Interviewing

Common Situational Interview Questions and Answers

Situational interview questions are among the most telling topics that an interviewer will address. These queries explore how you assess critical situations, your preferred method of response and how this benefits your employer. The tips in this article can help you prepare for some of the most common situational questions with examples of the clear, well-rounded answers employers are looking for.

What are situational interview questions?

Situational interview questions explore how you would respond to a specific workplace situation. These questions are often framed as a hypothetical set of circumstances that you must evaluate and respond to. Situational questions may also focus on your past experiences, exploring how you have responded to workplace issues in the past and whether you would do the same thing or adjust your response in the future.

Situational interview questions with sample answers

Here are some common situational questions you may face in the interview process, along with helpful examples:

What would you do if you made an error in an internal report but no one noticed it?

Interviewers use this question to gauge your honesty and integrity. Your response will help them determine whether you’re a good fit for the corporate culture. You can address how you would respond and why you would choose that action. Include an example of a similar situation you’ve experienced, if possible.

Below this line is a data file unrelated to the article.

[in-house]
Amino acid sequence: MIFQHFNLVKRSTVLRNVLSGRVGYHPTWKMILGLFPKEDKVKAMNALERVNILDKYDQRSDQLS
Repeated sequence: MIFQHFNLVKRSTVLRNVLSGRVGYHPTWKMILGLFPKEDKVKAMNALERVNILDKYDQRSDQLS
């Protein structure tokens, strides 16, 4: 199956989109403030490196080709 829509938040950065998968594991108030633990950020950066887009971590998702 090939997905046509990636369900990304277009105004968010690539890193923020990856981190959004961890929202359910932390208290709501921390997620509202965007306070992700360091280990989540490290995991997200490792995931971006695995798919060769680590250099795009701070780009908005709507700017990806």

Example: ‘I believe honesty is at the core of any good working relationship, so I would issue a memo explaining the error and take steps to correct and republish the report as soon as possible.’

You’re confronted with an irate customer who’s unhappy with the product. How will you handle the situation?

Difficult customers are an unavoidable part of any customer service position. Employers want to know if you have a tested method of handling tough situations. You must respond to unhappy customers on the spot, so it’s essential that you have a prompt, confident answer to this question.

Example: ‘My first step in a situation like this is always to empathize with the customer. Often, the buyer simply wants to know that they’re being heard. Validating their feelings about the issue can dissolve some of the tension. Next, I’ll work with the customer to find a solution that they’re content with, whether it’s a refund, an exchange or something else.’

Tell me about a time when you weren’t happy with your performance. What could you have done better?

Employers value your ability to objectively assess your performance and identify areas for improvement. Prepare a few examples you can use for questions like this. Think about times when you learned a valuable lesson from a mistake in the workplace. Outline what happened, how you responded, and the impact this has had on your performance that followed.